To defend these two claims, we start by arguing for a unified account of perspectival relations, thus rejecting the traditional distinction between 'relative' and 'intrinsic' perspectival relations. We present a formal theory of perspectival relations in the framework of AKGEMTS, deploying the idea that perspectival relations in two-dimensional space are four-place relations, having a locational and a perspectival part and show how this four-place structure leads to a unified framework of perspectival relations. Finally, we present a philosophical motivation to the idea that perspectival relations are four-place, cashing out the thesis that perspectives are vectorial properties and argue that vectorial properties are relations between spatial entities. Using Fine's notion of "qua objects" for an analysis of points of view, we show at last how our four-place approach to perspectival relations compares to more traditional understandings.

We start by introducing a particular mereotopological theory, AKGEMT, and argue that it constitutes an adequate core for a theory of spatial relations. Two features of AKGEMT are of particular importance: AKGEMT is an extensional mereotopology, implying that sameness of proper parts is a sufficient and necessary condition for identity, and it allows for (lower- dimensional) boundary elements in its domain of quantification. We then discuss an extension of AKGEMT, AKGEMTS, which results from the addition of a binary segment operator whose interpretation is that of a straight line segment between mereotopological points. Based on existing axiom systems in standard point-set topology, we propose an axiomatic characterisation of the segment operator and show that it is strong enough to sustain complex properties of a convexity predicate and a convex hull operator. We compare our segment-based characterisation of the convex hull to Cohn et al.'s axioms for the convex hull operator, arguing that our notion of convexity is significantly stronger. The discussion of AKGEMTS defines the background theory of spatial representation on which the developments in the second part of this thesis are built.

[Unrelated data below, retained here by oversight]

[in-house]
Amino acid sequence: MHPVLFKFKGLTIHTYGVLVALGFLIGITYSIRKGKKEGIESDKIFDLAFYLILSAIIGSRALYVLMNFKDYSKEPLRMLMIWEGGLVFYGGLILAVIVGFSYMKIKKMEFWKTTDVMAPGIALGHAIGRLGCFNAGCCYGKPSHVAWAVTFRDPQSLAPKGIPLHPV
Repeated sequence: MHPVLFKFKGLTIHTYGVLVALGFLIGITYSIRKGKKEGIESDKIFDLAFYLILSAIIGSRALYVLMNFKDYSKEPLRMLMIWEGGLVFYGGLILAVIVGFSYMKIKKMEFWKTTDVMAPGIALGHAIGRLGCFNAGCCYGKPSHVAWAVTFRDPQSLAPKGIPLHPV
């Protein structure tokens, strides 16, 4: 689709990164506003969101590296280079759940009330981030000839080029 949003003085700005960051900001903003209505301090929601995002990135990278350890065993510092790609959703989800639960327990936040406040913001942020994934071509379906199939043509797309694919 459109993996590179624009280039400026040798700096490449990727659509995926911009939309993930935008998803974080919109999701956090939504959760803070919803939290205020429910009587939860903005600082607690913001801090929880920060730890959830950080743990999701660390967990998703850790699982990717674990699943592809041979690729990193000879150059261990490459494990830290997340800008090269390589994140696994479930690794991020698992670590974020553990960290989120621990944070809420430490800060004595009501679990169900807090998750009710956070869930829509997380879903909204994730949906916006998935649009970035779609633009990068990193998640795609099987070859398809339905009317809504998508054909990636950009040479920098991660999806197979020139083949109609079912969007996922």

The second part deals with perspectival spatial relations in two-dimensional space, i.e., such relations as those expressed by 'in front of, 'behind', 'to the left/right of, etc., and develops a qualitative formalism for perspectival relations within the framework of AKGEMTS. Two main claims are defended in part 2: That perspectival relations in two-dimensional space are four- place relations of the kind R(x, y, z, w), to be read as x is i?-related to y as z looks at w; and that these four-place structures can be satisfactorily expressed within the qualitative theory AKGEMTS.

To defend these two claims, we start by arguing for a unified account of perspectival relations, thus rejecting the traditional distinction between 'relative' and 'intrinsic' perspectival relations. We present a formal theory of perspectival relations in the framework of AKGEMTS, deploying the idea that perspectival relations in two-dimensional space are four-place relations, having a locational and a perspectival part and show how this four-place structure leads to a unified framework of perspectival relations. Finally, we present a philosophical motivation to the idea that perspectival relations are four-place, cashing out the thesis that perspectives are vectorial properties and argue that vectorial properties are relations between spatial entities. Using Fine's notion of "qua objects" for an analysis of points of view, we show at last how our four-place approach to perspectival relations compares to more traditional understandings.

Création de la notice

09/10/2014 12:47

Dernière modification de la notice

20/08/2019 14:28